Natural Language Processing has come a long way in recent years through advances in machine learning. This has enabled systems to analyze and generate human language at a massive scale through tools like translation services, virtual assistants, and more. At the same time, as the capabilities of these systems have increased, so too have concerns about unfair treatment and unintended harm. It is important that we constructively address issues of bias to ensure NLP progresses in an ethical, socially responsible manner.

Several studies have highlighted biases in current models related to aspects of human identity like gender, race, and accent or culture. For example, some language models display stereotypical biases when generating text corresponding to different genders or ethnicities. Automatic speech recognition systems also tend to perform better on male and standard accent voices compared to others. These pipeline issues can negatively impact groups and perpetuate realworld harms if left unaddressed.

By gathering datasets and creating benchmarks that are more diverse and representative, incorporating fairness and accountability techniques, and engaging in respectful, multistakeholder processes, we can develop technologies that serve all groups equitably. With openness, diligence and collaboration between researchers, companies and communities, together we can create more inclusive language tools. We want to HEAR YOUR VOICE!

Read more on current research here:

Bias In Large Language Models

Bias in Automatic Sound Recognition Models

Language Models are Unsupervised Multitask Learners

This research paper by Radford et al. (2019) introduces GPT2, a large language model developed by OpenAI. It discusses the model‘s impressive capabilities and highlights its potential for generating human-like text. However, it also acknowledges the presence of biases in the training data and the potential for the model to amplify or propagate those biases. The paper emphasizes the need for ongoing research to address bias mitigation in language models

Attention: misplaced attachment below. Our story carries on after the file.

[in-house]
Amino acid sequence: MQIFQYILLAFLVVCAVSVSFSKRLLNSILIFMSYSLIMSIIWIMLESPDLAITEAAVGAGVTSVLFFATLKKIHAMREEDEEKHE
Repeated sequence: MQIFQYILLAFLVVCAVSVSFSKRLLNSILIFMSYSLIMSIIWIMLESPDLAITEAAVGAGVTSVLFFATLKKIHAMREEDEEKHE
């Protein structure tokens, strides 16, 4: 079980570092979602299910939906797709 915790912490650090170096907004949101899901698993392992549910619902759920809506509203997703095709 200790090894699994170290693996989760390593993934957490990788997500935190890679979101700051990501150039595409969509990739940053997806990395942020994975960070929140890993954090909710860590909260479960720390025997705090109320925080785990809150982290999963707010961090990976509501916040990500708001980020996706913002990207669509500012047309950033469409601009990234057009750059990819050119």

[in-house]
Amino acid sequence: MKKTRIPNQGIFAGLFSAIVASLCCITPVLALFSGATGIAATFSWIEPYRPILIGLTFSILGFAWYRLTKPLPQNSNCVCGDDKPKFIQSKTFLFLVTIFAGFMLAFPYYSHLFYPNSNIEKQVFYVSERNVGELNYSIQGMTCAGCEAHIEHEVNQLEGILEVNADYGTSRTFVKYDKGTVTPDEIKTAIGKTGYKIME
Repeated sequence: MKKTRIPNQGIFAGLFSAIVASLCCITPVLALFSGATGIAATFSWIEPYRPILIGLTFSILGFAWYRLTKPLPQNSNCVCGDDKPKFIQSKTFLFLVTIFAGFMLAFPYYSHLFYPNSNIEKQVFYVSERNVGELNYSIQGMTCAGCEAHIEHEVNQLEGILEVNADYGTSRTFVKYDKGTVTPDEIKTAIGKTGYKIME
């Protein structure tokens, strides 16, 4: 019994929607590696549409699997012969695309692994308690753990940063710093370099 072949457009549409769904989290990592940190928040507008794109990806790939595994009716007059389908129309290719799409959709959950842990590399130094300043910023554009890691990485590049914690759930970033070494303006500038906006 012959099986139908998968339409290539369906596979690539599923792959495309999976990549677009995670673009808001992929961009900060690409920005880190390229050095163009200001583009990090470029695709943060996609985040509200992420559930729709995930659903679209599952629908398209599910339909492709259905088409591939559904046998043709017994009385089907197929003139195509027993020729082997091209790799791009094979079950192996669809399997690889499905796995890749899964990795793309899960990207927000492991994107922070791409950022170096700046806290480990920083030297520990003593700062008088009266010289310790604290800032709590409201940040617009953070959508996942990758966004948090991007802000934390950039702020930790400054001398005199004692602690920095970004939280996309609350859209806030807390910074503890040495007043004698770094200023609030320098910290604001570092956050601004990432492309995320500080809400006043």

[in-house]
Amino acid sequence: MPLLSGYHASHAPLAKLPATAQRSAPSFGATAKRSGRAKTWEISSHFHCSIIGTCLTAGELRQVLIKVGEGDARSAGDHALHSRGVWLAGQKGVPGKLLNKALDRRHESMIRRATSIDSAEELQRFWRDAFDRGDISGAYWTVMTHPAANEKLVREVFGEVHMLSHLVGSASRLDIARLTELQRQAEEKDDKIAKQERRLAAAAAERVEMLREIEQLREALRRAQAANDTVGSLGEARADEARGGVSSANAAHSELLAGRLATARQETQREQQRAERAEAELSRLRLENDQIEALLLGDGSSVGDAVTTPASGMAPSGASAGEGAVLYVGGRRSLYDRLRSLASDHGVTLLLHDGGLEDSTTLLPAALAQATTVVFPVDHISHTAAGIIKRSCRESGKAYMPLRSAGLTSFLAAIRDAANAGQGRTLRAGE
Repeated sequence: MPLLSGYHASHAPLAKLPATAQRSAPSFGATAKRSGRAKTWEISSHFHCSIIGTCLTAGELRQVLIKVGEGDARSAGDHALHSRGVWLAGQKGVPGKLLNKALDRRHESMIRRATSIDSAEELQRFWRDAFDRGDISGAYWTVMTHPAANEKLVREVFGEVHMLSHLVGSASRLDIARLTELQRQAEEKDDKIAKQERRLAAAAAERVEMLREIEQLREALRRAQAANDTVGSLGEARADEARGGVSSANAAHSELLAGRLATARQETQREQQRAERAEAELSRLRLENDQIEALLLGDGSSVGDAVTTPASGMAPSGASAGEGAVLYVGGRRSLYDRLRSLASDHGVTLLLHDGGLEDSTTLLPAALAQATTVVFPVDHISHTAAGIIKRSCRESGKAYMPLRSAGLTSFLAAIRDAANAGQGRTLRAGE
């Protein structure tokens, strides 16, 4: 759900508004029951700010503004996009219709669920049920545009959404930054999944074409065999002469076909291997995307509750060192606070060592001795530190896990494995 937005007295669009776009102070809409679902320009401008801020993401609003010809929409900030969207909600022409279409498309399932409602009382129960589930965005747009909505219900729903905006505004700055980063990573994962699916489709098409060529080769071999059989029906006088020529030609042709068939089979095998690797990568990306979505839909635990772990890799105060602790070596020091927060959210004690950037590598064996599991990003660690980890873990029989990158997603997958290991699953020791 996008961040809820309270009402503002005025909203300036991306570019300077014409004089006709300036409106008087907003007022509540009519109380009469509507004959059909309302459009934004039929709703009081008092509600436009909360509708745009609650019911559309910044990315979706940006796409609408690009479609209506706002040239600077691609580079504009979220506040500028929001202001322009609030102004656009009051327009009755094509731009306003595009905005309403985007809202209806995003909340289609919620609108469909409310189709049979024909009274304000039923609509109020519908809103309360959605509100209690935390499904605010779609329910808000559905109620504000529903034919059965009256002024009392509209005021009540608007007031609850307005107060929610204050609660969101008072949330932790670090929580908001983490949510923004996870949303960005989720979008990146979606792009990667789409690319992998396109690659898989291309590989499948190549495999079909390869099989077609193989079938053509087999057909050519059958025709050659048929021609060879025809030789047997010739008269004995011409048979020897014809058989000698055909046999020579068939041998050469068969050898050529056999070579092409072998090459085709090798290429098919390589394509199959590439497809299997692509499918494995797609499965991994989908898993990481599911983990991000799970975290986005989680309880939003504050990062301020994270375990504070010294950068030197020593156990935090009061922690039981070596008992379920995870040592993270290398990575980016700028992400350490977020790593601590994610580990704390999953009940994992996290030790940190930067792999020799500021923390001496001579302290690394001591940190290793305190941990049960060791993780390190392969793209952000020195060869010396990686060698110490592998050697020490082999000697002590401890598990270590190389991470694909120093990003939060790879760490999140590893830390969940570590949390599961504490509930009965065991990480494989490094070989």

Mitigating Unwanted Biases in Text Classification

Bolukbasi et al. (2016) present a research paper that explores the issue of unwanted biases in text classification models. The authors discuss how these biases can arise from the training data and affect downstream applications. They propose a method to measure and reduce biases in text classifiers, highlighting the importance of fairness and inclusivity in machine learning systems.

Link:  Debiasing Embeddings for Reduced Gender Bias in Text Classification – ACL Anthology

Examining Gender Bias in Languages with Grammatical Gender 

This paper by Zhao et al. (2018) focuses on gender bias in language models that are trained on languages with grammatical gender, such as Spanish or German. It investigates how these biases can manifest in the generated text and proposes methods for reducing gender bias in language models. The study highlights the importance of addressing biases in language models to ensure fair and inclusive AI systems.


Attenuating Bias in Word Embeddings

This research paper by Bolukbasi et al. (2016) explores the issue of bias in word embeddings, which are widely used in natural language processing tasks. The authors present a method to attenuate bias in word embeddings by debiasing them using an adversarial training framework. The paper discusses the implications of biased word embeddings and provides insights into potential solutions to mitigate bias in language models.


The Risk of Racial Bias in Hate Speech Detection

 This paper by Sap et al. (2019) investigates the presence of racial bias in hate speech detection models. It explores how biases in training data can lead to the misclassification of hate speech, particularly when it involves racial or ethnic slurs. The authors discuss the challenges of bias mitigation in hate speech detection and propose methods to improve fairness and reduce racial bias in these models.


AI-Detectors Biased Against Non-Native English Writers